Data Storage and Backup Solutions
Archive for June, 2009
Dell is looking to beef up it’s storage features on its products and the debate is hot as to which company Dell should strive to acquire in an attempt to do this. A couple of different names fostering reputations in the storage department are CommVault, Acronis, BakBone and DataCore. All of these could offer Dell the benefit of owning a storage-focused software vendor. Dell hopes that an acquisition of this type is just what it needs to restore and maintain its growth that it has been historically known for.
As of now, CommVault seems to be in the forefront of the talk. Meanwhile, EMC and NetApp are engaged in a war in striving to obtain the data deduplication leader Data Domain. Because these, and many other competitors, seem to be gaining an edge on Dell, it is in their best interest to dive into their deep pockets and make a move such as the one they are trying for here with CommVault. There is an issue with the deal though that could potentially arise and that is in regards to the software required to run CommVault’s dedupe technology. It only works with CommVaults Simpana software. Also, if Dell were to purchase CommVault, it would likely hurt its relationship with Symantec. Severing these type of relationships in business can prove quite costly in the long run so Dell needs to be careful with its choice in the matter.
Another possible storage provider that Dell is looking into is a smaller company in San Diego called Bakbone. This would be an easier target to shoot at due to their size and could probably save some of the big relationship issues associated with acquiring CommVault. However, Dell has the money and a bigger buy out could be just what they need to climb out of the valley they’ve been in. At any rate, the debate continues and only time will tell what the honchos over at Dell will do.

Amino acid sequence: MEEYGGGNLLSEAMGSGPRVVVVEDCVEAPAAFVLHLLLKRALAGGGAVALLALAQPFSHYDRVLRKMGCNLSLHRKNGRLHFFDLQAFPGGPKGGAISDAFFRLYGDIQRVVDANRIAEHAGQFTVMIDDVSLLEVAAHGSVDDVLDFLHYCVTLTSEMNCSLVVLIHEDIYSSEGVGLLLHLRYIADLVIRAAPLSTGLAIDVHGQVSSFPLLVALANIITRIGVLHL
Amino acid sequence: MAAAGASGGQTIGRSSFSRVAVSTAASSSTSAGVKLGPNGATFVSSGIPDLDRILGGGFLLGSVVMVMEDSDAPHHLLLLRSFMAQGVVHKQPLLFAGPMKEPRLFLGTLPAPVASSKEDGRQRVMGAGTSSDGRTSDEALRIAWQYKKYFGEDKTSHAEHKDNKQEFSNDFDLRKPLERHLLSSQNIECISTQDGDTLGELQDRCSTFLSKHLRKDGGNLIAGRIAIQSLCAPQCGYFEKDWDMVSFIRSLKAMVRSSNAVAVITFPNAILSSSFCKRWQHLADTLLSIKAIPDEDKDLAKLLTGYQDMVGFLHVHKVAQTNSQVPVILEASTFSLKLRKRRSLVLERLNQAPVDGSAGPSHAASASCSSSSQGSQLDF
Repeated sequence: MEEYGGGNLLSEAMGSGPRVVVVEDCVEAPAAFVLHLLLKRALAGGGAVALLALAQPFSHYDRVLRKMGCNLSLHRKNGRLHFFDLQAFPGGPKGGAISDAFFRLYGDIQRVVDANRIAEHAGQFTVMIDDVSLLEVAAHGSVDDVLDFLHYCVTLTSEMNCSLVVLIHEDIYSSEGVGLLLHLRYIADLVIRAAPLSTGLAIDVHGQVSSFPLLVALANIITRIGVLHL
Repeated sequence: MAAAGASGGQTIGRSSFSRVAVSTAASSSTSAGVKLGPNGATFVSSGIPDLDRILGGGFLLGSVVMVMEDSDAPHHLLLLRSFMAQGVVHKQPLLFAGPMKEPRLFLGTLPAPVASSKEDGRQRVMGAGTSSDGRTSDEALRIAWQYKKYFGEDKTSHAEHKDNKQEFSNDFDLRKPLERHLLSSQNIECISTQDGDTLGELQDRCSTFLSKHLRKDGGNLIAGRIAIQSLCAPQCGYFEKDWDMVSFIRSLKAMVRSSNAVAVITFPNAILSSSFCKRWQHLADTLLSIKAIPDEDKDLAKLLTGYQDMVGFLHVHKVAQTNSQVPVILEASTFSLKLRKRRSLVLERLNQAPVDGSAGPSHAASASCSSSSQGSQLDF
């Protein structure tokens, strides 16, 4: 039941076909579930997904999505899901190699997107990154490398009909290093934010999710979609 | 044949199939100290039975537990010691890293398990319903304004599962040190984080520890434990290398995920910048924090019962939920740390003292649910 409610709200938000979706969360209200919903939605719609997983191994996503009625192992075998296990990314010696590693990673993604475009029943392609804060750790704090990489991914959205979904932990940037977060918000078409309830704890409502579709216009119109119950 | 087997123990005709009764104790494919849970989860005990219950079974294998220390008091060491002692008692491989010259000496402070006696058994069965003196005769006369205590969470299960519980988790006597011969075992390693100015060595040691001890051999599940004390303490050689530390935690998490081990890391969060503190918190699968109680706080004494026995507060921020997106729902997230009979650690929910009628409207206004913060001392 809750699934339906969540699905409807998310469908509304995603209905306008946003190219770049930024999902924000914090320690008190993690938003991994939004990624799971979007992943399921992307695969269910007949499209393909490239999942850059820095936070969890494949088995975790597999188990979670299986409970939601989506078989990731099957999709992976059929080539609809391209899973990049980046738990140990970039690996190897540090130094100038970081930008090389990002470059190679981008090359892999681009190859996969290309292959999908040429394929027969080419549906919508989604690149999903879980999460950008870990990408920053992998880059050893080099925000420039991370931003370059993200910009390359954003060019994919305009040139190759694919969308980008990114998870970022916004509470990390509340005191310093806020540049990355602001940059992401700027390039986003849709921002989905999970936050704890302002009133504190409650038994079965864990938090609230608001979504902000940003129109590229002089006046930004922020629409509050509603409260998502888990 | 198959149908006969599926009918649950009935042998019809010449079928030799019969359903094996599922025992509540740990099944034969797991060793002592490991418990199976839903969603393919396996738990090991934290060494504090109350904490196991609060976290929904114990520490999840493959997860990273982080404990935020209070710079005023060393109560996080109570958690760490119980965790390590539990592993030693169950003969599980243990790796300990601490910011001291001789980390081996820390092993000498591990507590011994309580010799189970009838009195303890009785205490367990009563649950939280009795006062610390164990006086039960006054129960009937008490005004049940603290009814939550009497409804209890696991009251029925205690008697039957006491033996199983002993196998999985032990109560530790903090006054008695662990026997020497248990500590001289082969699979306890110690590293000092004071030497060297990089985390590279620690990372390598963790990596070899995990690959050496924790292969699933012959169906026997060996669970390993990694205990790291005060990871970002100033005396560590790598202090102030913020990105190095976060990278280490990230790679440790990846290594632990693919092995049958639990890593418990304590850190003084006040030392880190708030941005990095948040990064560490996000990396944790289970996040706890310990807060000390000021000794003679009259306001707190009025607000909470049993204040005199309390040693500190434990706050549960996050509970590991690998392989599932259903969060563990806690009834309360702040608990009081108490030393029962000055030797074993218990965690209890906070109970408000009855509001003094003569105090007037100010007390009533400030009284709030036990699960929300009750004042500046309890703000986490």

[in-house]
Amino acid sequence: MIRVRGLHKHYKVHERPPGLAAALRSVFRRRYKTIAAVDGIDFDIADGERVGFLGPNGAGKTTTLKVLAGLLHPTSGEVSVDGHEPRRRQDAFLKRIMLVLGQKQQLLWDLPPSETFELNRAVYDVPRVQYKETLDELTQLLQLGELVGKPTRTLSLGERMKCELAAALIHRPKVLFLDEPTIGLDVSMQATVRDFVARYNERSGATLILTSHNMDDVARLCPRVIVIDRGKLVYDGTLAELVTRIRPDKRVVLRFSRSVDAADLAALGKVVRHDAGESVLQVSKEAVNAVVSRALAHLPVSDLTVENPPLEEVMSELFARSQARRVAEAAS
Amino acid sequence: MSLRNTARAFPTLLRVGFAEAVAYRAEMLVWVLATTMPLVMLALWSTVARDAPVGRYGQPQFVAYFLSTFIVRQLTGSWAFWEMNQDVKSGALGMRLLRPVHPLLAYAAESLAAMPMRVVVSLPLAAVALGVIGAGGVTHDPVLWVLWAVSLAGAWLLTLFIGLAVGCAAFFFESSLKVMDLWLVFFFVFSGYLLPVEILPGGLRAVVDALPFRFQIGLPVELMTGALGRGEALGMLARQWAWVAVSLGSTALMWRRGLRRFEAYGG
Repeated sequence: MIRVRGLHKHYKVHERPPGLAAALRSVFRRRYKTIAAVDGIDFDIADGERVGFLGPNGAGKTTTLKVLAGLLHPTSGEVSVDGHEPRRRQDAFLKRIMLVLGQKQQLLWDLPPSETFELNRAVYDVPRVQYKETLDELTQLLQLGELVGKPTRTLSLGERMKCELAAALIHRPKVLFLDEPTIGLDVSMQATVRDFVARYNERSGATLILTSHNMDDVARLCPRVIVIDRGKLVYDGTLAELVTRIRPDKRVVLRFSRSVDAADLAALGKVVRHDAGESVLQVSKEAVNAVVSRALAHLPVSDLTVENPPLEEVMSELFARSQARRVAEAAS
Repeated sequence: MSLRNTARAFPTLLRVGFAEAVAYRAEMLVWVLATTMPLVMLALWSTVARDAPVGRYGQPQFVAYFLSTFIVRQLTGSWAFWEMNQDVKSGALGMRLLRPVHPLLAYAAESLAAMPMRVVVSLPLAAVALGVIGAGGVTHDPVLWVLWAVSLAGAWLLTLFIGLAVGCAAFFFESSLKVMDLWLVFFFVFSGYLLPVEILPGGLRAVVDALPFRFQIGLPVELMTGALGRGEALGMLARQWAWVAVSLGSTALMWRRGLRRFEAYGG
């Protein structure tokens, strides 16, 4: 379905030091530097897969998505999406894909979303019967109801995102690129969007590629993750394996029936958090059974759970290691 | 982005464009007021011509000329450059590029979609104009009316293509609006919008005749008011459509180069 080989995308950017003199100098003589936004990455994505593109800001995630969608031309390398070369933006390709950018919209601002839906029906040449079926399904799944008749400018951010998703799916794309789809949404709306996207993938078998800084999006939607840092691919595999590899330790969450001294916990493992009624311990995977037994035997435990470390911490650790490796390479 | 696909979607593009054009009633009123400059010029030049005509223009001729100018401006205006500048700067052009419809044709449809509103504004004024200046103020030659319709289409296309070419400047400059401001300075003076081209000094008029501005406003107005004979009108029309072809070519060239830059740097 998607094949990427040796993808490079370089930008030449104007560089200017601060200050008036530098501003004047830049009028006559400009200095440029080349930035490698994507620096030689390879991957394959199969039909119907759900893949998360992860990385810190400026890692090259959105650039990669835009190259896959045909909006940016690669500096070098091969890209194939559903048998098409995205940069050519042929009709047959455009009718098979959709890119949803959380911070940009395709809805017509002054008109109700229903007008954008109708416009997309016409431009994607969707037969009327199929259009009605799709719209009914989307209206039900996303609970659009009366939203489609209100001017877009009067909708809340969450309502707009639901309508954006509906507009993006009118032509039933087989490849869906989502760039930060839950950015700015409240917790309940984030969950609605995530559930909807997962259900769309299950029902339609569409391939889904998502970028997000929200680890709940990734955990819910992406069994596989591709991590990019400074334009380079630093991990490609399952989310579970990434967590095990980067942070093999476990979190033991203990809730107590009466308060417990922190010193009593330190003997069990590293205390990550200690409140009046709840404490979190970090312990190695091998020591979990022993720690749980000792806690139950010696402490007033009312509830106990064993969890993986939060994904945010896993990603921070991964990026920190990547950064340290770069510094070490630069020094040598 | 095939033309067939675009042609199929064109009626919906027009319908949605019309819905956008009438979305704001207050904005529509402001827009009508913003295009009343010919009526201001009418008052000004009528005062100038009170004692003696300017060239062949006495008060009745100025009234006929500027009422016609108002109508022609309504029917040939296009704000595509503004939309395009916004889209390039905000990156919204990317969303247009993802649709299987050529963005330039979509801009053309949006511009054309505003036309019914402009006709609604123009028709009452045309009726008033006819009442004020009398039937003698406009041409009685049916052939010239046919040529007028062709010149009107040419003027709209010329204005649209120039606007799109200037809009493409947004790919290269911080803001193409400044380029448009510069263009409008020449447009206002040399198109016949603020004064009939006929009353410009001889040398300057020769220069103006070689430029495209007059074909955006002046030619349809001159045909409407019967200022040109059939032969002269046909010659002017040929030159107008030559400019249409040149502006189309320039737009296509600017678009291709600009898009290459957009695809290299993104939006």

For a more complete reading of the story, check out the article on Channel Web.
Many businesses and individuals have made the transition from tape drives to other (newer) systems of data storage and backup. It is not as though the need for tape is no longer there as it definitely is. Tape is still a cheaper form of backup, especially if you are already using a tape based system. Upgrading to a newer system means completely throwing out your old tape-based systems and purchasing brand new disk or hard drive systems that are quite costly. However, many looking to backup data, especially video data, might prefer the option of being able to back it up on devices other than tape.
Firestreamer is a good software that has been around for a while that makes your desired storage device appear as a regular tape drive to other applications running on your computer so that you can use the powerful Windows Backup Utility (NTBackup) to backup and restore your files and folders to and from your device.
The latest version of the software (Firestreamer Virtual Tape Library 4.0) was just released and is available for a free 30 day trial download on Cristalink’s site.
They say that it is completely redesigned from the older version and can support up to 8 virtual tape libraries with up to 255 tape drives and 60,000 storage slots per library. How it works is that it seemlessly integrates with the existing tape-based backup software and enables it to access a wide range of non-tape based storage media. This obviously makes it possible for long-term and off-site retention of data without the need for tape drives.
With the new version, there is a wide range of supported storage mediums including:
- files on any accessible storage devices
- external hard disk drives (HDD)
- RDX removable disks
- Iomega REV
- HD DVD
- DVD, and more.
They boast that Firestreamer operates on all 32 and 64 bit editions of Microsoft Windows Server 2003 and 2008, and is compatible with Microsoft System Center Data Protection Manager.